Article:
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An Easy Way To Prevent The Dreaded Gear Bomb

An Example Of A Gear Bomb

Have you ever experienced a gear bomb?

You’re looking for that one simple item in your pack, and you’re sure you knew where it was, only to find it at the bottom of your bag. Unfortunately now you’ve sacrificed what little organization you had after tearing through your gear and spreading it all around your campsite or on the trail. Now it looks like a bomb has just gone off in your pack. Gear bombs have happened to all of us at some point, but they’re completely preventable with a little planning and savvy packing.

Items that are common for overnight or multi-night treks are a sleeping bag, cookware with stove, utensils, and food, extra clothes including a rain jacket or warmer shell, hygiene items, navigation tools, and other personally preferred miscellaneous gear. All of these pieces of kit can clutter and take up a lot of room in your pack making it difficult to sort through when only one item is needed at a time.

Organize your pack and give your gear extra waterproofing by compartmentalizing like items in waterproof stuff sacks and compression sacks. Most all sleeping bags come with a large storage sack and smaller stuff sack; use the stuff sack to compress your bag so that it doesn’t take up much needed space. The same goes for your tent. Then designate another stuff sack as your “kitchen” bag to store all your cookware and food in. And instead of filling your pack with spare clothes keep them all in yet another stuff sack or compression sack. I like to pack my extra clothes in a compression sack according to the order I will most likely need each article. I usually pack socks at the bottom and then shorts, pants, and shirts then thermal pants and shirts, and finally gloves and a beanie depending on weather and climate. This way once camp is set and the air chills I can grab warm clothes first leaving other unneeded articles undisturbed.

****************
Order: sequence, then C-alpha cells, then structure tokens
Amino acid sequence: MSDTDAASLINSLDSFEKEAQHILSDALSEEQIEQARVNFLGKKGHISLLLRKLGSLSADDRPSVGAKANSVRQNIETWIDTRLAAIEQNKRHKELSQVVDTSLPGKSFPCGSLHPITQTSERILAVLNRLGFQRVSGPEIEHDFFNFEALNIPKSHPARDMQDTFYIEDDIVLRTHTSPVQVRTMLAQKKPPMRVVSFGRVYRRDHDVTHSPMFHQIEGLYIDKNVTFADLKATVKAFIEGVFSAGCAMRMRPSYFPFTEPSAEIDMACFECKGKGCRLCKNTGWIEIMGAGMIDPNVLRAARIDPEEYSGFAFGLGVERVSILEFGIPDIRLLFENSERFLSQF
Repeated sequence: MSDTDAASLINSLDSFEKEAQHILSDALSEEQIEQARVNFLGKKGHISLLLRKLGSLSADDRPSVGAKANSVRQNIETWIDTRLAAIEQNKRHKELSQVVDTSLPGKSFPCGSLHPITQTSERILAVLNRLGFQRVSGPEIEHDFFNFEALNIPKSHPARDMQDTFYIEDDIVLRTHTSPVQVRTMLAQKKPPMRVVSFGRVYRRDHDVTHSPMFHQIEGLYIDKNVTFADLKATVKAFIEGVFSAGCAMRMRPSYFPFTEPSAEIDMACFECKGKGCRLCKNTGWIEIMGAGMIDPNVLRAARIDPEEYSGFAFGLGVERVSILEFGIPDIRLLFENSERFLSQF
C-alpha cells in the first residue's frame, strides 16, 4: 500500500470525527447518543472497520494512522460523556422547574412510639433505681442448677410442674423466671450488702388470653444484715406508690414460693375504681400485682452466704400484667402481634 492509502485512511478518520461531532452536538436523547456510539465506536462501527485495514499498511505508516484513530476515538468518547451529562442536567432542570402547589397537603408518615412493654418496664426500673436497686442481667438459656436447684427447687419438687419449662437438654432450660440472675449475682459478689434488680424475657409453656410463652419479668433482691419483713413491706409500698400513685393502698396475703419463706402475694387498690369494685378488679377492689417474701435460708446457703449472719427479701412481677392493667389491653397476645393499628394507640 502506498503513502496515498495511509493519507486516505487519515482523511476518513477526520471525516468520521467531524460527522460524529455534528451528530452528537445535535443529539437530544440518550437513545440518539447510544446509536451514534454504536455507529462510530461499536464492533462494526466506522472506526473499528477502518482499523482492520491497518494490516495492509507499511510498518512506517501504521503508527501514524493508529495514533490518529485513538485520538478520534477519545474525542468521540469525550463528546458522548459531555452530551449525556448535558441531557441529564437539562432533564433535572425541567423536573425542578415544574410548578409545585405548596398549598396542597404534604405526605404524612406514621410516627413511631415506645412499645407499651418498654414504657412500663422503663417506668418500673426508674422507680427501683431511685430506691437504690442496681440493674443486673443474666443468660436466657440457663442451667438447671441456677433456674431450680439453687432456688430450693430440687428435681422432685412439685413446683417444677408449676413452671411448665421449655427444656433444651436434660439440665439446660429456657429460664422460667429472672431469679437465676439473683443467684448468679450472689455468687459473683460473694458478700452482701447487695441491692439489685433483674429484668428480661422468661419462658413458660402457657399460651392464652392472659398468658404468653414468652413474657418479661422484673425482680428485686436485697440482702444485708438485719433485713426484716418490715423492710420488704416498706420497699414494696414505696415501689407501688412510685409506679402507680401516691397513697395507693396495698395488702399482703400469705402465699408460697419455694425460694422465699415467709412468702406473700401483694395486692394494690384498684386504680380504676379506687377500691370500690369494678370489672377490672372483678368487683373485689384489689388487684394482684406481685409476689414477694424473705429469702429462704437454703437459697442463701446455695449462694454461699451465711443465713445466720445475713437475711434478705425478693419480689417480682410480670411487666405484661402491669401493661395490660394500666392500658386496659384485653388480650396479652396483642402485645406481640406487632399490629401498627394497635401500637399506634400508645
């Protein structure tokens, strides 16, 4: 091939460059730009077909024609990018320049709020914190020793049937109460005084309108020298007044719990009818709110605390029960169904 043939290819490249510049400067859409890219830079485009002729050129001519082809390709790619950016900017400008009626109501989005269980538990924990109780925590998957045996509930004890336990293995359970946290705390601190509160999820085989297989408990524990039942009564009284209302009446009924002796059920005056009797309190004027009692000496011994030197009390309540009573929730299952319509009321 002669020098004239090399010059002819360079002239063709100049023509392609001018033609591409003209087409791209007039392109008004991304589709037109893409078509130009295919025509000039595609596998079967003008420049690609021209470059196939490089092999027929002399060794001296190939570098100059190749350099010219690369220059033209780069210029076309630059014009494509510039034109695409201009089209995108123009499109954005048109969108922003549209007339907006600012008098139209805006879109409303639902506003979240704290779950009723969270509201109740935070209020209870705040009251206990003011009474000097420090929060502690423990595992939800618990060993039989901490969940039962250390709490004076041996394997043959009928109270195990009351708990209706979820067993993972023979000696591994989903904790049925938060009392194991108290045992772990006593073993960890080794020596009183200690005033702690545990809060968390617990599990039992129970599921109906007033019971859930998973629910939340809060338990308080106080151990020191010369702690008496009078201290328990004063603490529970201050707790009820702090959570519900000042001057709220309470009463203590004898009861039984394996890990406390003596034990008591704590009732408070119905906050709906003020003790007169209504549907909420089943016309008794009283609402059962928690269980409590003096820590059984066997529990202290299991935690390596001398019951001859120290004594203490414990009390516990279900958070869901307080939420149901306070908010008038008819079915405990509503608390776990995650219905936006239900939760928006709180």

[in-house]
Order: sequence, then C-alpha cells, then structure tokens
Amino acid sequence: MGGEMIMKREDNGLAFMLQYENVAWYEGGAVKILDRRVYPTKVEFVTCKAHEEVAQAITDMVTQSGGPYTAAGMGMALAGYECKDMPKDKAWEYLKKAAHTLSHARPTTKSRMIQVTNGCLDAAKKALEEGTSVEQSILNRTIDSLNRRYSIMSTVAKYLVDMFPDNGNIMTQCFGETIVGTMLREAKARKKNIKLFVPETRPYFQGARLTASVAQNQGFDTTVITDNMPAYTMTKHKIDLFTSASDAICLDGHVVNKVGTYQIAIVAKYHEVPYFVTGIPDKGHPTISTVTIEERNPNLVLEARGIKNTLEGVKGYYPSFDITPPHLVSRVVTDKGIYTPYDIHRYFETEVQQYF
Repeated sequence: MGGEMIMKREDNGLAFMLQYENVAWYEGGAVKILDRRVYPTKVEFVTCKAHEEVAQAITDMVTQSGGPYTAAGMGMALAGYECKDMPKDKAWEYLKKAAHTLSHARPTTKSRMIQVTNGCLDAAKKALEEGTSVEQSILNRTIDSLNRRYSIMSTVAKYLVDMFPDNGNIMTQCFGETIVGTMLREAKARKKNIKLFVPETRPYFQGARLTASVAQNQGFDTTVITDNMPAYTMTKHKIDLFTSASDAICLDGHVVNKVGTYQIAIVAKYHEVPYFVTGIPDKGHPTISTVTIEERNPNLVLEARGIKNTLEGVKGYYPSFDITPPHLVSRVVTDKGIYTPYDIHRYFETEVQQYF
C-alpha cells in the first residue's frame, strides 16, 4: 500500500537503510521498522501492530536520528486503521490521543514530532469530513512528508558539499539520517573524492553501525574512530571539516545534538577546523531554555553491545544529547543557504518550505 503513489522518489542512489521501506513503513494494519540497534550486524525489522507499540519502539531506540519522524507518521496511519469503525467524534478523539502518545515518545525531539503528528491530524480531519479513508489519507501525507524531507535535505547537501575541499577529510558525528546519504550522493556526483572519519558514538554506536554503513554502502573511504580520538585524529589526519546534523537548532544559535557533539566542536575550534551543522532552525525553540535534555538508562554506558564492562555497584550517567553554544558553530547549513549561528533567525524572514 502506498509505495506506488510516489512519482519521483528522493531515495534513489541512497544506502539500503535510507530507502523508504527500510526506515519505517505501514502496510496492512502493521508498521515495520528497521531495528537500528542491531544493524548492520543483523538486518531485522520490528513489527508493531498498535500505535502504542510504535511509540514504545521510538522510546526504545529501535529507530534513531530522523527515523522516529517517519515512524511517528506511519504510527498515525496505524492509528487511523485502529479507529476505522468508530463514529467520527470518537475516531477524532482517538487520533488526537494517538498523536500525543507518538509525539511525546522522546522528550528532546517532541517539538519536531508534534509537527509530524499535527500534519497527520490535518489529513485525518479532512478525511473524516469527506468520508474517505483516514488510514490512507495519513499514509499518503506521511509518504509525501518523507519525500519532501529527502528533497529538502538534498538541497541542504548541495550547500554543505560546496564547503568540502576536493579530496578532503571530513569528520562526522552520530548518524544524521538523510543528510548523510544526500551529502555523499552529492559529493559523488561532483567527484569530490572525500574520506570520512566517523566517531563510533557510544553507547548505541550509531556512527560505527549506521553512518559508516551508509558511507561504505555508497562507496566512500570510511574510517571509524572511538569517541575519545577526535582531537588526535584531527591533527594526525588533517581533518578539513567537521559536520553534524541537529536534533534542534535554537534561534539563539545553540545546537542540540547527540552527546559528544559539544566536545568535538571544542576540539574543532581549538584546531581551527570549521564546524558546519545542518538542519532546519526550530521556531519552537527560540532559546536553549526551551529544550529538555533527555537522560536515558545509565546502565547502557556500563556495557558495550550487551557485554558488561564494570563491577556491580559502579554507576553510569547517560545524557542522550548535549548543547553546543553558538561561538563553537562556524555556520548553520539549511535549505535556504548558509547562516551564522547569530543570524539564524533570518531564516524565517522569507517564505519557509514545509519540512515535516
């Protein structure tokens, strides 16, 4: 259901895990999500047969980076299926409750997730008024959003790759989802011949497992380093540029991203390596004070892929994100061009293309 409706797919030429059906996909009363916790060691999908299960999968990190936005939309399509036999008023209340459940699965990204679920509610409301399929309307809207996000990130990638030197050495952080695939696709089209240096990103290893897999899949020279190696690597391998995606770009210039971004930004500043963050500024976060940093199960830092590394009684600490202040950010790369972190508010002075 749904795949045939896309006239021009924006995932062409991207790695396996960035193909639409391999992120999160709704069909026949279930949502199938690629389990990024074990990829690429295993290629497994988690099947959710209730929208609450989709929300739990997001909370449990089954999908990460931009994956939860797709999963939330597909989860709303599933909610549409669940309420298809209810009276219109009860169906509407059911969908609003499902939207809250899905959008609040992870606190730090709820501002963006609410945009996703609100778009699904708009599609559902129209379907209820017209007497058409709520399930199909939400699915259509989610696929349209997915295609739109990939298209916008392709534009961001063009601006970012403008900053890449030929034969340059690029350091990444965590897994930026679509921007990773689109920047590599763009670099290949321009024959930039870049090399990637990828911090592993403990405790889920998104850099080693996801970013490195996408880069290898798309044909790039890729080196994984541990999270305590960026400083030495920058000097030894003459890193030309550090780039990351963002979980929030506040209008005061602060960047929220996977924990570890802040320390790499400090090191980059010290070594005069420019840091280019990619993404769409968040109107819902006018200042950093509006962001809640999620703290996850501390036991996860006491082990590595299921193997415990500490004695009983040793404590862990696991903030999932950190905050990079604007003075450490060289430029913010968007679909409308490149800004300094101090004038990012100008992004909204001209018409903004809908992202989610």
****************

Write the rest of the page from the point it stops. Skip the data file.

Usually jackets and rain jackets are the only gear items I leave out of a sack so they can be retrieved easily and efficiently without digging through the pack and then a sack while getting everything else wet in a sudden rainfall. I store navigation tools like compasses, GPSs, and maps in a zip bag with my wallet, phone, and paper permits in the top pockets of the pack for easy access. The same goes for hygiene items like a small toothbrush, lip balm, and sanitizer, but I usually keep these along with my med kit in the outer pocket on the back of the pack. Other items like cameras and a rain fly for the pack can be kept in the top flap pocket as well if there’s room or where it’s convenient for your particular pack design. And to save room inside your pack, strap your ground pad to the bottom of it or to the side using the built in straps on your bag.

Remember, if you take care of your gear it will take care of you.

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